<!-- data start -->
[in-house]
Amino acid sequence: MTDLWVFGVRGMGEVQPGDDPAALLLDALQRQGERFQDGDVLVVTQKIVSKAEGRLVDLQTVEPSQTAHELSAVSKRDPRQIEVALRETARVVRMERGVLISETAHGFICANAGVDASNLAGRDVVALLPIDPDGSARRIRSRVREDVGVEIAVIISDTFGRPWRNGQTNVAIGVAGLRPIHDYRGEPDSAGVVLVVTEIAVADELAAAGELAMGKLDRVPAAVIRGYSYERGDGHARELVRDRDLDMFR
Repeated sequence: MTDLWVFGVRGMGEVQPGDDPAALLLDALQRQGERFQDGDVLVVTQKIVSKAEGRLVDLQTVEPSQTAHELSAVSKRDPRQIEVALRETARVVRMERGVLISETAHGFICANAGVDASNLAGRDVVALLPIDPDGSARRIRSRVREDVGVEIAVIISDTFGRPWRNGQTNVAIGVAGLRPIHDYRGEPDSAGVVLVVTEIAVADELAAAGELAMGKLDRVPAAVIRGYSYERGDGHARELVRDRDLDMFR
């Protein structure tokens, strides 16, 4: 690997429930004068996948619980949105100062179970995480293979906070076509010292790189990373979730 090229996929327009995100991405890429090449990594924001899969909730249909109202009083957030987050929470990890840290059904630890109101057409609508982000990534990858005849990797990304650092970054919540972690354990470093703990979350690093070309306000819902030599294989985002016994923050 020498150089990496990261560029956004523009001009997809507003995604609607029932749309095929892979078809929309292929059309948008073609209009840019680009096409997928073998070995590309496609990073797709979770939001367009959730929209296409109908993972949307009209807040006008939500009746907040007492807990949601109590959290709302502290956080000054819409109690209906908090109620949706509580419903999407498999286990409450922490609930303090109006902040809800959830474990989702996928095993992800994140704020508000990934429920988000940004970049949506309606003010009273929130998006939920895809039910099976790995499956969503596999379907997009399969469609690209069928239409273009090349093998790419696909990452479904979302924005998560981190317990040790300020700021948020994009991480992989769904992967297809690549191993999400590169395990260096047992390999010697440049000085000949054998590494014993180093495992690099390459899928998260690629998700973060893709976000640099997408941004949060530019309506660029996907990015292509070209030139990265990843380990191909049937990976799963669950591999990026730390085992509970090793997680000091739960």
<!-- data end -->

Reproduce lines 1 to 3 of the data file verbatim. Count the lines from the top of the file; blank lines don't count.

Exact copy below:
[in-house]
Amino acid sequence: MTDLWVFGVRGMGEVQPGDDPAALLLDALQRQGERFQDGDVLVVTQKIVSKAEGRLVDLQTVEPSQTAHELSAVSKRDPRQIEVALRETARVVRMERGVLISETAHGFICANAGVDASNLAGRDVVALLPIDPDGSARRIRSRVREDVGVEIAVIISDTFGRPWRNGQTNVAIGVAGLRPIHDYRGEPDSAGVVLVVTEIAVADELAAAGELAMGKLDRVPAAVIRGYSYERGDGHARELVRDRDLDMFR
Repeated sequence: MTDLWVFGVRGMGEVQPGDDPAALLLDALQRQGERFQDGDVLVVTQKIVSKAEGRLVDLQTVEPSQTAHELSAVSKRDPRQIEVALRETARVVRMERGVLISETAHGFICANAGVDASNLAGRDVVALLPIDPDGSARRIRSRVREDVGVEIAVIISDTFGRPWRNGQTNVAIGVAGLRPIHDYRGEPDSAGVVLVVTEIAVADELAAAGELAMGKLDRVPAAVIRGYSYERGDGHARELVRDRDLDMFR